In 1910, the English occultist, Freemason, and poet, Aleister Crowley, published a strange and now little-known work called The Scented Garden of Abdullah: The Satirist of Shiraz under the name Abdullah el Haji. In the work, which imitated Sufi poetry, Crowley claims to have been accepted into “the joyous company of the Sufis,” but that he cannot openly discuss Islamic mysticism, “if only because I am a Freemason.”
In other words, the English occultist was suggesting that Sufism and Freemasonry were in some way connected, whether philosophically or through historical ties. He, however, was not the only one to think this. The explorer Sir Richard Francis Burton – whose translation of Eastern texts influenced Western spirituality – believed that Sufism was “The Eastern parent of Free-Masonry.” And, later, modern Sufi and author Idries Shah would make much the same claim.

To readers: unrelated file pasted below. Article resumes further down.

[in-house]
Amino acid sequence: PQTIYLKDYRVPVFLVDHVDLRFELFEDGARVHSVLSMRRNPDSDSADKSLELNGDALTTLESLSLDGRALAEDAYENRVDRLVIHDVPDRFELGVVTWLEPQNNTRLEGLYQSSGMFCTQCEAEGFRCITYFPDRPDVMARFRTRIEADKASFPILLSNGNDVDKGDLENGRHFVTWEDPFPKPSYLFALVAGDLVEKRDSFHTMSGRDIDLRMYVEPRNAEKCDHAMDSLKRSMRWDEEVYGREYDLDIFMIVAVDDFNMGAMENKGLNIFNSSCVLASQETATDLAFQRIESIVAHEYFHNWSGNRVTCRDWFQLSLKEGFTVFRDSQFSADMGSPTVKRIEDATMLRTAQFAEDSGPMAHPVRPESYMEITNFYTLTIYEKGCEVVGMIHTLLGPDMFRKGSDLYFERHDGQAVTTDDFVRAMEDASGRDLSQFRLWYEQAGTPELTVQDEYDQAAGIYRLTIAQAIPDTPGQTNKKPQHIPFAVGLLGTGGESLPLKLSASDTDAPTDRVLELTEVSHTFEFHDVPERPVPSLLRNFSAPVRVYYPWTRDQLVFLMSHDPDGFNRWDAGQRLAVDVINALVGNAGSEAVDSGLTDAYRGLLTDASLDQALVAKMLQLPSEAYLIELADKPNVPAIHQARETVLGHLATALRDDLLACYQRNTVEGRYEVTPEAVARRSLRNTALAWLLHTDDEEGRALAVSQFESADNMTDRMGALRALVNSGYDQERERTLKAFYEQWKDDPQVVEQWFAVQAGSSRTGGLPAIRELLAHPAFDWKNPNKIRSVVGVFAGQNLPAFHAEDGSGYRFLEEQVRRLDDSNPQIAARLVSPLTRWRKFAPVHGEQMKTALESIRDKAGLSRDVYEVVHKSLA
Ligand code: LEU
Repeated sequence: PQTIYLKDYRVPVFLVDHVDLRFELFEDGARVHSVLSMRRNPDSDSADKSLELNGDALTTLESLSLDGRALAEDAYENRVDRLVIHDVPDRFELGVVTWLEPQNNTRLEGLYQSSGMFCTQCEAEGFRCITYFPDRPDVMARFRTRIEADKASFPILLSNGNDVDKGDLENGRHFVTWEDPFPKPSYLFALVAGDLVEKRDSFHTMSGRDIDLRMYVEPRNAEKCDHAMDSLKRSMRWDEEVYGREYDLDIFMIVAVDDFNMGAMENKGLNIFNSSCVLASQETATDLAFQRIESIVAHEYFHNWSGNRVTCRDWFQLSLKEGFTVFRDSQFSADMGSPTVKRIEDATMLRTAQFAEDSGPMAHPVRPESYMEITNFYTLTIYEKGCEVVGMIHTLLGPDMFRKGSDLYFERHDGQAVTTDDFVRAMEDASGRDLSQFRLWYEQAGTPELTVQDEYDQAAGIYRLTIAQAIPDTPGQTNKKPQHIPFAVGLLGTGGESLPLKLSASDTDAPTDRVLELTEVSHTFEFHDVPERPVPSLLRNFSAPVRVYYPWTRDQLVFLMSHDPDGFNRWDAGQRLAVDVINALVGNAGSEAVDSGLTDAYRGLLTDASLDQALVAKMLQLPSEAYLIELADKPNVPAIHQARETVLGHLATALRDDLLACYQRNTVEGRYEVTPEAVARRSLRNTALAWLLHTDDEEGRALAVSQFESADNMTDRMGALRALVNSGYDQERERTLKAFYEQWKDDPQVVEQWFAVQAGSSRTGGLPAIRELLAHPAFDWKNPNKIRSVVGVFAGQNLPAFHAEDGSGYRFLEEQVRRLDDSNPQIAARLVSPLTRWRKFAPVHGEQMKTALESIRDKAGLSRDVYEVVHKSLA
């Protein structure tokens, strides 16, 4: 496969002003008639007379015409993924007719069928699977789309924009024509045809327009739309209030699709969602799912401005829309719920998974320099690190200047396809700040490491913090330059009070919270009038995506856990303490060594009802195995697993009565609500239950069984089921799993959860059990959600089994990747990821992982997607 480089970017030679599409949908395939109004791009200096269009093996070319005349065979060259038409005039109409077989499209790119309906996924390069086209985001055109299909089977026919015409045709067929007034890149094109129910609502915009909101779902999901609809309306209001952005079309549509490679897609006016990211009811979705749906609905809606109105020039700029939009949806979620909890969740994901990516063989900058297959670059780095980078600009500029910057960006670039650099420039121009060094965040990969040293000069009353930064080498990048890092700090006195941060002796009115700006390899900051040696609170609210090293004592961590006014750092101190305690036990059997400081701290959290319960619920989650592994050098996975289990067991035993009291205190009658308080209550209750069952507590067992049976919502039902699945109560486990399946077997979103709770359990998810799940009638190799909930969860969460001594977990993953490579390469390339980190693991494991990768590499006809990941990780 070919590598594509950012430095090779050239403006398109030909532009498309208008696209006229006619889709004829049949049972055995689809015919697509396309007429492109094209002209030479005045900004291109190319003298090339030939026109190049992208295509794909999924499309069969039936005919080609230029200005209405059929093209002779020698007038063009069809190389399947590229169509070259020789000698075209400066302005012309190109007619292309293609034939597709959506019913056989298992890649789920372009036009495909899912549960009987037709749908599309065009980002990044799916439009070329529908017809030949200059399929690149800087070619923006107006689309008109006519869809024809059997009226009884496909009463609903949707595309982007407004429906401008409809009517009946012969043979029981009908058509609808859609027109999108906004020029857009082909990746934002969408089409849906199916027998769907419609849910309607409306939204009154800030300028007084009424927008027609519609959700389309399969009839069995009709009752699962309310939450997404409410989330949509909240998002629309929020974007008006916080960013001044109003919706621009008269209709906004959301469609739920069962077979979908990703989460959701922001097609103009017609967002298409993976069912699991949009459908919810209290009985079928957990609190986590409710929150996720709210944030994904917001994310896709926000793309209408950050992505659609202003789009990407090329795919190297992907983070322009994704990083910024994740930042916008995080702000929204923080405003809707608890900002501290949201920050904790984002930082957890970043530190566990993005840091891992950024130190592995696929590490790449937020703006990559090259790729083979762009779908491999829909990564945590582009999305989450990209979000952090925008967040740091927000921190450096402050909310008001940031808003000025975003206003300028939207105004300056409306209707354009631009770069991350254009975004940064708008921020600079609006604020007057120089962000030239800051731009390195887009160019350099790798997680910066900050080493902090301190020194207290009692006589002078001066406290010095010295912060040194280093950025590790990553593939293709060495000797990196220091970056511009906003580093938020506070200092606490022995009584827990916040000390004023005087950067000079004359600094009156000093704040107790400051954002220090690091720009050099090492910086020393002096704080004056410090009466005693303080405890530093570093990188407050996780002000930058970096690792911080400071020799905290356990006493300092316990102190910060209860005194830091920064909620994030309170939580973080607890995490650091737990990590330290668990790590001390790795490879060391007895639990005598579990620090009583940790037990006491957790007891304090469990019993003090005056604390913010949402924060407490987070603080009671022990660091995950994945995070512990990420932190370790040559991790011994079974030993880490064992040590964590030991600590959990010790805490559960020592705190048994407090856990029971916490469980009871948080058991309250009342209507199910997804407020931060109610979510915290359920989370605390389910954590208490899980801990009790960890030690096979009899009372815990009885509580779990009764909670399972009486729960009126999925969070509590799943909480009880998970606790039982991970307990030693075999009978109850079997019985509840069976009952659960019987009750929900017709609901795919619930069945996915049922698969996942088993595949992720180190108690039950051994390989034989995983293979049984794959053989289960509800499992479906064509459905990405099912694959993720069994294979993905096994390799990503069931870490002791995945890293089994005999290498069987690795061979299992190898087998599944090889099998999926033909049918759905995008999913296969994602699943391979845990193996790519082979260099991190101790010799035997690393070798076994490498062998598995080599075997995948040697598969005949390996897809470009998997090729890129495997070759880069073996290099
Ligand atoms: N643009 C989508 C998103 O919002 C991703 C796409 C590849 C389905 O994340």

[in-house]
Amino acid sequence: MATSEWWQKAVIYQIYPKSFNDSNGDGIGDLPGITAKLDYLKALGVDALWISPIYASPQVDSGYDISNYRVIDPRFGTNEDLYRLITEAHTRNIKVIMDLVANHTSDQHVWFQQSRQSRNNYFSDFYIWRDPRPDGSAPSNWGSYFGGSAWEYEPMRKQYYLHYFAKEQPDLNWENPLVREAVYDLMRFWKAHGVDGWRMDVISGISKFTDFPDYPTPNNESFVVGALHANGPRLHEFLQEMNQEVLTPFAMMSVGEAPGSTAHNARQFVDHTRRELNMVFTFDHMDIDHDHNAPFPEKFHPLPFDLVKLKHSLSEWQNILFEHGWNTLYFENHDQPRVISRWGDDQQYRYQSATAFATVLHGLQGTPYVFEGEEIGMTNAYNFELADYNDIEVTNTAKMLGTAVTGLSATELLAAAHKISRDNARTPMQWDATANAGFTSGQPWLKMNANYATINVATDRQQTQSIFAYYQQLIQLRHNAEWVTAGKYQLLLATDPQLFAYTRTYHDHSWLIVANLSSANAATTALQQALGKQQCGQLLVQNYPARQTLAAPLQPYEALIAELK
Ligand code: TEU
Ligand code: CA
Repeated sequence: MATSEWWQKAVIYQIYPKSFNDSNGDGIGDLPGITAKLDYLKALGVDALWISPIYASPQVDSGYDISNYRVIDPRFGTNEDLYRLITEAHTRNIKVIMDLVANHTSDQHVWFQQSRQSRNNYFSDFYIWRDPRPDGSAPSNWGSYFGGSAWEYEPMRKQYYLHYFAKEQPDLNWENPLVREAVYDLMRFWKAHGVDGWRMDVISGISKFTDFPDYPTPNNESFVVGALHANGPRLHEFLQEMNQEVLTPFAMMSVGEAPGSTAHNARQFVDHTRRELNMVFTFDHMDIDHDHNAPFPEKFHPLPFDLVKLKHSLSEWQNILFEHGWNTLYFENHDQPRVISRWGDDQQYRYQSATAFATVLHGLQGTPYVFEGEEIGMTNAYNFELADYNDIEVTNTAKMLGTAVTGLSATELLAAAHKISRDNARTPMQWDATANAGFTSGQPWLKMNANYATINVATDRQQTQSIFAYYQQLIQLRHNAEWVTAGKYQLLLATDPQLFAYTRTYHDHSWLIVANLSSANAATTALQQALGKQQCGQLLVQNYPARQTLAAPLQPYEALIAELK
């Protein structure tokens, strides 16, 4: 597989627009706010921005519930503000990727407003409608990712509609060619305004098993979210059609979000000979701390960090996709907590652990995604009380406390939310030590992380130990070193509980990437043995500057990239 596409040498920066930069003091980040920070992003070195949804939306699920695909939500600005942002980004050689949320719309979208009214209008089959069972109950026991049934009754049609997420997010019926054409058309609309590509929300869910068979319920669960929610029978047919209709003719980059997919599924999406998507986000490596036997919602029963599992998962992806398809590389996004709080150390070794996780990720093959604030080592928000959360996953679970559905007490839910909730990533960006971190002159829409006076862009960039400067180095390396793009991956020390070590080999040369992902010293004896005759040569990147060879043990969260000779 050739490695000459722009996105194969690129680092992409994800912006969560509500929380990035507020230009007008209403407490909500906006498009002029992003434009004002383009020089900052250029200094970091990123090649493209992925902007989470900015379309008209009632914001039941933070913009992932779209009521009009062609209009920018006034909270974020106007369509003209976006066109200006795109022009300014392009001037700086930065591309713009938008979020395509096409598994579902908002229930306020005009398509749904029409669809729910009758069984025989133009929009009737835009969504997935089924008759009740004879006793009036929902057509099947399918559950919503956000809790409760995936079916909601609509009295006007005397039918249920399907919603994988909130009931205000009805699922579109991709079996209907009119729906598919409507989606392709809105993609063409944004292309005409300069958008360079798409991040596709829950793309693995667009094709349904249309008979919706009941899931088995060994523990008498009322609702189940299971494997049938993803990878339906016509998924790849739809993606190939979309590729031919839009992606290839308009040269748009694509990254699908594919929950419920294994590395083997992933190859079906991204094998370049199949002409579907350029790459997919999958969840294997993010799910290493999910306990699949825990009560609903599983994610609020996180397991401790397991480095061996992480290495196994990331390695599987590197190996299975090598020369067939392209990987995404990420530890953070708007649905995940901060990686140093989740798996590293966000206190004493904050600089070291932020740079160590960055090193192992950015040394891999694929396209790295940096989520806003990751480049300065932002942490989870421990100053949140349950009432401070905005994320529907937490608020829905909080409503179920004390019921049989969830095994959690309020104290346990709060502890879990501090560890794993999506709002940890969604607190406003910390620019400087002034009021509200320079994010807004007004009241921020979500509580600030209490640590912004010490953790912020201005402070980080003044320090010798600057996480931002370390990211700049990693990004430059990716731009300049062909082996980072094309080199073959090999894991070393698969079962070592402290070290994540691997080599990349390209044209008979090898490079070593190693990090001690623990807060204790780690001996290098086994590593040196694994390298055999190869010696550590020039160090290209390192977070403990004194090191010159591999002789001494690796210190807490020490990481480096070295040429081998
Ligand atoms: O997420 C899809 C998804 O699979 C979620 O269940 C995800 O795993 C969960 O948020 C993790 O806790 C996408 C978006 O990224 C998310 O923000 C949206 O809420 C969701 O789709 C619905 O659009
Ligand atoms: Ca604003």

It is now well known that Freemasonry – a fraternity founded in London in 1717, but with roots going back to medieval Britain – had a significant influence on occultism and alternative spirituality in the West.… Read the rest